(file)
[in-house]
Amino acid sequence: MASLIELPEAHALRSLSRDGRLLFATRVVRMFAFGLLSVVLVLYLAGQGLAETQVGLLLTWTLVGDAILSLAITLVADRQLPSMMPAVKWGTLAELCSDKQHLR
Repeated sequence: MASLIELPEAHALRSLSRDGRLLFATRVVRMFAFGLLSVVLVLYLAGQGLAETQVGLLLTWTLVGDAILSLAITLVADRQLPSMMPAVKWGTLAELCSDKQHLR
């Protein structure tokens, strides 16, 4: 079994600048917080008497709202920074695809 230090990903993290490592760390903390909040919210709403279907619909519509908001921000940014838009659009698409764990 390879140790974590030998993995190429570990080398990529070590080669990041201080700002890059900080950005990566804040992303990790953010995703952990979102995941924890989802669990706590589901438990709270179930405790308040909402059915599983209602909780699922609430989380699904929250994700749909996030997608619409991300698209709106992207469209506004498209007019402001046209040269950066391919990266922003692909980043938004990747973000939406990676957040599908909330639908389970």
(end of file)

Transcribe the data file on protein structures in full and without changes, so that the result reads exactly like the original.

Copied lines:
[in-house]
Amino acid sequence: MASLIELPEAHALRSLSRDGRLLFATRVVRMFAFGLLSVVLVLYLAGQGLAETQVGLLLTWTLVGDAILSLAITLVADRQLPSMMPAVKWGTLAELCSDKQHLR
Repeated sequence: MASLIELPEAHALRSLSRDGRLLFATRVVRMFAFGLLSVVLVLYLAGQGLAETQVGLLLTWTLVGDAILSLAITLVADRQLPSMMPAVKWGTLAELCSDKQHLR
């Protein structure tokens, strides 16, 4: 079994600048917080008497709202920074695809 230090990903993290490592760390903390909040919210709403279907619909519509908001921000940014838009659009698409764990 390879140790974590030998993995190429570990080398990529070590080669990041201080700002890059900080950005990566804040992303990790953010995703952990979102995941924890989802669990706590589901438990709270179930405790308040909402059915599983209602909780699922609430989380699904929250994700749909996030997608619409991300698209709106992207469209506004498209007019402001046209040269950066391919990266922003692909980043938004990747973000939406990676957040599908909330639908389970």